The Harrisburg-Carlisle area has the third-fewest occupational firefighters per capita of any metro region in the United States, according to a new ranking based on government data.
The ranking developed by security information website ASecureLife compared 2018 census population data and federal employment statistics. It found that there are only 120 occupational firefighters in the region, or one out of every 4,788 people.
That figure does not include volunteers, which populate the bulk of Pennsylvania’s fire departments. Pennsylvania has nearly 1,800 fire companies, more than any other state, according to the U.S. Fire Administration. They tend to be smaller than consolidated firefighting forces elsewhere and therefore often lack the resources to hire paid firefighters.
Frederick County, Maryland, by contrast, has 450 paid firefighters at the county level that work with the volunteers at local, independent fire companies.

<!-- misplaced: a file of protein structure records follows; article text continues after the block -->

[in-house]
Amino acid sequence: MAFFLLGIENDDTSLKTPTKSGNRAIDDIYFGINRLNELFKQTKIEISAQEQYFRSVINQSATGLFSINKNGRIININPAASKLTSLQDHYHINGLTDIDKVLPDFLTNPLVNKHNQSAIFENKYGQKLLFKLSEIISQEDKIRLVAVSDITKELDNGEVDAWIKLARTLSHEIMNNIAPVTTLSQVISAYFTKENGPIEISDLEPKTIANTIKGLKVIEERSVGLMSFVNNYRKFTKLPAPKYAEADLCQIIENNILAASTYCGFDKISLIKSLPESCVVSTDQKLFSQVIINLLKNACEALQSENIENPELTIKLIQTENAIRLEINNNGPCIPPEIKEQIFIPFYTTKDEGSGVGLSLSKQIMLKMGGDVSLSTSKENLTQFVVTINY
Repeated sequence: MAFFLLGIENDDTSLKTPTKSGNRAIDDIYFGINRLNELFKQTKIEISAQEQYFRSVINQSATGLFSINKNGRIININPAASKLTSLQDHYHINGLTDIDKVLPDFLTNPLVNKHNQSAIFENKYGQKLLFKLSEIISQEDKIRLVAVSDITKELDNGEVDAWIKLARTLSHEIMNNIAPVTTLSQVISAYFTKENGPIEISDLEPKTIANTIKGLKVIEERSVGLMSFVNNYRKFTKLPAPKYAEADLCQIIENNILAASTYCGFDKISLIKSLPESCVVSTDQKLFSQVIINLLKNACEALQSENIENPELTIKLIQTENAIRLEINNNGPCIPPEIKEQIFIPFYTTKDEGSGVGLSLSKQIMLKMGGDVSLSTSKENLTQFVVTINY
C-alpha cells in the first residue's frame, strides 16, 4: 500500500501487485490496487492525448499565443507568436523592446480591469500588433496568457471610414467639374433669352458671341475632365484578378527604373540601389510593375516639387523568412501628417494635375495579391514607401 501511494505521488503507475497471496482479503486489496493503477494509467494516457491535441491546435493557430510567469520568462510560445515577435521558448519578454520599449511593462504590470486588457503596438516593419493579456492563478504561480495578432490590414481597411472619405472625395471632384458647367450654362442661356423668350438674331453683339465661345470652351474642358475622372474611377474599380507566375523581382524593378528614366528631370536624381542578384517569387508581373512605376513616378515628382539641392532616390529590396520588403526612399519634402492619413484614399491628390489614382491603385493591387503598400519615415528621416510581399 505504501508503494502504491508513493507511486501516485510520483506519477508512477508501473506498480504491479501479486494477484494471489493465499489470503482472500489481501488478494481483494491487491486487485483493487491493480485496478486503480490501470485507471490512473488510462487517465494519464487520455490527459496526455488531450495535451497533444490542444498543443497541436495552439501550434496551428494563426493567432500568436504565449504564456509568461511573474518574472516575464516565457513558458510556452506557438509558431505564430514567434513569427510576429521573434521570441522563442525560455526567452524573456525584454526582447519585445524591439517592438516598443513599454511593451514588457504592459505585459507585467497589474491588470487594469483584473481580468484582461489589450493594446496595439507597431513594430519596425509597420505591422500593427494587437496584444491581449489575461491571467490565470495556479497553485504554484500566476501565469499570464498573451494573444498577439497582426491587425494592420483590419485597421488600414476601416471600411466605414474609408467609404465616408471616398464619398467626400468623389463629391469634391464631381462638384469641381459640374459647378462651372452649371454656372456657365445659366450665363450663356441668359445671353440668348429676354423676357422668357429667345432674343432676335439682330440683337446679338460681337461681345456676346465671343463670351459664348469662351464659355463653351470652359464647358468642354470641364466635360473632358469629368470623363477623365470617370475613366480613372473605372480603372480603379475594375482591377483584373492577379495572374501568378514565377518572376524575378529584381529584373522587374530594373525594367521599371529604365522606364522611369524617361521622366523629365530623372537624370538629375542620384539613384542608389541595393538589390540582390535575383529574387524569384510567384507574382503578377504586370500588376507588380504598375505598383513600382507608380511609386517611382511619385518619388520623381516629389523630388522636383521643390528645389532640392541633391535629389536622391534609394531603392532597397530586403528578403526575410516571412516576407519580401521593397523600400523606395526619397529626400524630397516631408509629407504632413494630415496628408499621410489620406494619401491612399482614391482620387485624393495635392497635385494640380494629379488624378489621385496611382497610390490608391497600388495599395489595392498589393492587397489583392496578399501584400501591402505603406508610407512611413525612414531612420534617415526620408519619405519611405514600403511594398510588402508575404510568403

Pennsylvania dominated the top spots on the ASecureLife list. The Allentown-Bethlehem-Easton, Lebanon, Pittsburgh and Reading metro areas also finished in the top 10 nationwide for least occupational firefighters per capita.
The lack of paid firefighters in Pennsylvania makes the state especially vulnerable to the effects of declining volunteerism. Pennsylvania’s cadre of volunteer firefighters has declined by 80 percent over the past 40 years.
The increased difficulty in obtaining volunteers has contributed to consolidation among fire departments, a trend seen recently in Cumberland County communities like Mechanicsburg and Shippensburg.
Daniel Walmer covers public safety for The Sentinel. You can reach him by email at firstname.lastname@example.org or by phone at 717-218-0021.
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